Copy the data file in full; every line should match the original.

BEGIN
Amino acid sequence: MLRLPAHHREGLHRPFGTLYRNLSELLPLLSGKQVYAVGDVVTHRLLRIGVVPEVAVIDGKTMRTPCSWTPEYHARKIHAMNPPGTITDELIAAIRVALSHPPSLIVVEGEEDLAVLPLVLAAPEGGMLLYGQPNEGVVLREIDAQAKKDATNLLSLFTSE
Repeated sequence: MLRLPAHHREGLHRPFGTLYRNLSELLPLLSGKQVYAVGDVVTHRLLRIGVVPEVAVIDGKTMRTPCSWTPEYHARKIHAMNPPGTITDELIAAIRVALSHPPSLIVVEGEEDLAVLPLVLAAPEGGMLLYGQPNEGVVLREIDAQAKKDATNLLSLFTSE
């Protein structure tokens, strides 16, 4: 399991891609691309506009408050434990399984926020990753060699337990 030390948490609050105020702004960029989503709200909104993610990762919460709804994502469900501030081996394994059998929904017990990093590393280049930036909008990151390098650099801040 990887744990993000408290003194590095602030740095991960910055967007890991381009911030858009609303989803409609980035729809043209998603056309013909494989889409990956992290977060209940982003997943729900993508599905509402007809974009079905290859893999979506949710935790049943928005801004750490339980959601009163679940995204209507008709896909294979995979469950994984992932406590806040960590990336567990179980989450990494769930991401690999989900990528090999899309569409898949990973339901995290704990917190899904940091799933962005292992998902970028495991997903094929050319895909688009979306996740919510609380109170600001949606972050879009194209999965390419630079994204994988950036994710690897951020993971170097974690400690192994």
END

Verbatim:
Amino acid sequence: MLRLPAHHREGLHRPFGTLYRNLSELLPLLSGKQVYAVGDVVTHRLLRIGVVPEVAVIDGKTMRTPCSWTPEYHARKIHAMNPPGTITDELIAAIRVALSHPPSLIVVEGEEDLAVLPLVLAAPEGGMLLYGQPNEGVVLREIDAQAKKDATNLLSLFTSE
Repeated sequence: MLRLPAHHREGLHRPFGTLYRNLSELLPLLSGKQVYAVGDVVTHRLLRIGVVPEVAVIDGKTMRTPCSWTPEYHARKIHAMNPPGTITDELIAAIRVALSHPPSLIVVEGEEDLAVLPLVLAAPEGGMLLYGQPNEGVVLREIDAQAKKDATNLLSLFTSE
């Protein structure tokens, strides 16, 4: 399991891609691309506009408050434990399984926020990753060699337990 030390948490609050105020702004960029989503709200909104993610990762919460709804994502469900501030081996394994059998929904017990990093590393280049930036909008990151390098650099801040 990887744990993000408290003194590095602030740095991960910055967007890991381009911030858009609303989803409609980035729809043209998603056309013909494989889409990956992290977060209940982003997943729900993508599905509402007809974009079905290859893999979506949710935790049943928005801004750490339980959601009163679940995204209507008709896909294979995979469950994984992932406590806040960590990336567990179980989450990494769930991401690999989900990528090999899309569409898949990973339901995290704990917190899904940091799933962005292992998902970028495991997903094929050319895909688009979306996740919510609380109170600001949606972050879009194209999965390419630079994204994988950036994710690897951020993971170097974690400690192994």